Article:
Combining Chess With ‘Normal Life’

Last Friday I was packed and ready to depart to my first ‘serious’ (non-rapid) tournament in almost two years, the Open Norwegian Championship in Fagernes. But at 11pm I got a phone call which meant that I had to look after my son. There was little choice but to withdraw from the tournament.

This sort of situation is common amongst chess enthusiasts with jobs and families, there’s precious little time for studying or playing tournaments and it has to take a low priority. How should we make the best of the time and opportunities that are available?

As far as playing is concerned the most common ‘solution’ is either correspondence chess or online blitz, neither of which are a great substitute for serious tournament play. On the other hand they can be optimized.

The experience of my students in getting online games at slower speeds has been one of long and frustrating waits, though this can be cut down by signing onto a number of servers simultaneously. It’s a pity that nobody has had the bright idea to create a server at which only longer time limits are allowed so as to congregate the more serious online chess aficionados at a single venue.

With correspondence chess I believe it should be purely for developing an opening repertoire; play on a server on which computers and databases are explicitly allowed and just play the openings you want to use on over-the-board games. Don’t spend too much time on your moves unless you get really interested in some of the positions. And don’t worry about your ‘rating’, with so much computer use correspondence chess has little meaning as regards chess skill.

What are the odds of getting away to a real tournament? This is a really tough one if you’ve got kids, though what if they were to play too!? There are also strong arguments for cultivating chess play in a family quite aside from the possibility of reviving one’s tournament activities (e.g. neurological and character development in the young) so it’s worth trying to teach them. I’m hoping my son will have chess as a life long hobby and that we can arrange to meet up at tournaments when I’m in my 90s.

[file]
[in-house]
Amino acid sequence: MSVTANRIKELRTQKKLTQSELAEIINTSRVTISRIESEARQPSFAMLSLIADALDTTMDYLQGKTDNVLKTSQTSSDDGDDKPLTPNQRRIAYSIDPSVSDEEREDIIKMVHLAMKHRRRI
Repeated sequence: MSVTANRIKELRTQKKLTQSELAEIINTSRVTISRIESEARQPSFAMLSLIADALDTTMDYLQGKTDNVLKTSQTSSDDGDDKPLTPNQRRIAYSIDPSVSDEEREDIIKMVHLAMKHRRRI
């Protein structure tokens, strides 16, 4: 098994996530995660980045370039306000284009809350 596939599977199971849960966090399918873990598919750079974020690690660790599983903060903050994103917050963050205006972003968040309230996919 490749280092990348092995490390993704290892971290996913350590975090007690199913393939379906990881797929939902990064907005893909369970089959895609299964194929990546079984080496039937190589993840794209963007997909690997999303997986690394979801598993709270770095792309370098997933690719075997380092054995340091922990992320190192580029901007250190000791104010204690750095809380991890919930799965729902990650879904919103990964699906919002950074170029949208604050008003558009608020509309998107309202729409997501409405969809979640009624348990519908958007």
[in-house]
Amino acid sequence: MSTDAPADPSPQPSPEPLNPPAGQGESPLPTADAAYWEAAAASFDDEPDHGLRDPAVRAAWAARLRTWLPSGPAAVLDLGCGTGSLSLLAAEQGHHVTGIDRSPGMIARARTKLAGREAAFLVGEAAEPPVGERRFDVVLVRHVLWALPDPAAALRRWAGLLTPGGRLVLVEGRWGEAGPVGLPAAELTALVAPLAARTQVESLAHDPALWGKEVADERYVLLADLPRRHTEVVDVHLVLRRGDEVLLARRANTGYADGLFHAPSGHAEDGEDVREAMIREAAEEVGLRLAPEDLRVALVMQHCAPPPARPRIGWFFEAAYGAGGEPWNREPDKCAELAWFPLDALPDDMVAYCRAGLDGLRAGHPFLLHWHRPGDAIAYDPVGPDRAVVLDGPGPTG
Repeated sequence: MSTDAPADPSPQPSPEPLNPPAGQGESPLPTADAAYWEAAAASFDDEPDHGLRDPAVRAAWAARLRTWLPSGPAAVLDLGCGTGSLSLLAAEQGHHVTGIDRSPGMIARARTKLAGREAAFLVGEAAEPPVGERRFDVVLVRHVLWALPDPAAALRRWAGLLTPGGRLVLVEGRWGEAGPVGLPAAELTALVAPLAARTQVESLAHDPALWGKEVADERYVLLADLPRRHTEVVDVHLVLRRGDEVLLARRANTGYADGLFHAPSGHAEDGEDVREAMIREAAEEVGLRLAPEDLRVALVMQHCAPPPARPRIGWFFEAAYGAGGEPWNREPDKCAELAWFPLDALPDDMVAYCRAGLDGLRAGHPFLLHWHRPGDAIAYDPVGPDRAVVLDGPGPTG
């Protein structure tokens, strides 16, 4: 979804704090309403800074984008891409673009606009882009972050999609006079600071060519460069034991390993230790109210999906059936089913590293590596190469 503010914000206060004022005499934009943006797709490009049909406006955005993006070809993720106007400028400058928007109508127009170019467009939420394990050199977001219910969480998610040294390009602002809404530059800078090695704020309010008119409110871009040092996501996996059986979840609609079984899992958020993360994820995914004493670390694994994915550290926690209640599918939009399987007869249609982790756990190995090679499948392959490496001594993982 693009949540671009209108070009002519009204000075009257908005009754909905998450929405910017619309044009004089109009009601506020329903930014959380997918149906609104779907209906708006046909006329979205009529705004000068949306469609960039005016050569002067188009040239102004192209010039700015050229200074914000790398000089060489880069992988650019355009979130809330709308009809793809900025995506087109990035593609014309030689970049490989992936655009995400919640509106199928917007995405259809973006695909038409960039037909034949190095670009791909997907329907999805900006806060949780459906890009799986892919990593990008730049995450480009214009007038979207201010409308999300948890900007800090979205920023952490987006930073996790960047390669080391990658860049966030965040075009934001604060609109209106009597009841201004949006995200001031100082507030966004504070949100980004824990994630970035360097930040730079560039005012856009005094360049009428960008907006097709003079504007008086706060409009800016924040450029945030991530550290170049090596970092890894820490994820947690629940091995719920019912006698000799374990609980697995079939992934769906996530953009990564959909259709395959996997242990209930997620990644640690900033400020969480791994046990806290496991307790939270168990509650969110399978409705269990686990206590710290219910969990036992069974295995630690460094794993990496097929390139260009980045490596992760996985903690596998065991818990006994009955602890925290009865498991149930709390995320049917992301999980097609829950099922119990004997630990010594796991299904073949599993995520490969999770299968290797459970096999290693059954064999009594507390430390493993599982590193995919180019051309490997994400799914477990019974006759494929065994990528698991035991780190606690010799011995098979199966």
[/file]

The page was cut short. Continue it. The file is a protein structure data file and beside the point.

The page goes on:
As far as chess study is concerned it is often only possible in snatched moments throughout the day. But I would recommend making the most of things like commuter time and consider all options about how to use it. One book that I’ve recommended to many people is Laszlo Polgar’s Chess: 5334 Problems, Combinations and Games. But as the thing is so bulky I’ve instructed several students to tear pages out of it so they can carry them around more easily. This can meet with some resistance but I maintain that the cost of the book is nothing compared with the increased value of what is normally wasted time.

Above all I think it’s necessary to have a plan, goals for what one wants to achieve and a realistic schedule about how to do so. It should always be remembered that Max Euwe managed to capture the World Championship as an amateur player who had a whole host of other responsibilities. And this brings hope to us all.


Author: NigelD

Nigel Davies is an International Chess Grandmaster living in St. Helens in the UK. The winner of 15 international tournaments he is also a former British U21 and British Open Quickplay Champion and has represented both England and Wales on several occasions. These days Nigel teaches chess through his chess training web site, Tiger Chess, which has articles, recommendations, a monthly clinic, videos and courses. His students include his 15 year old son Sam who is making rapid progress with his game. Nigel has written a number of chess books that are available at Amazon: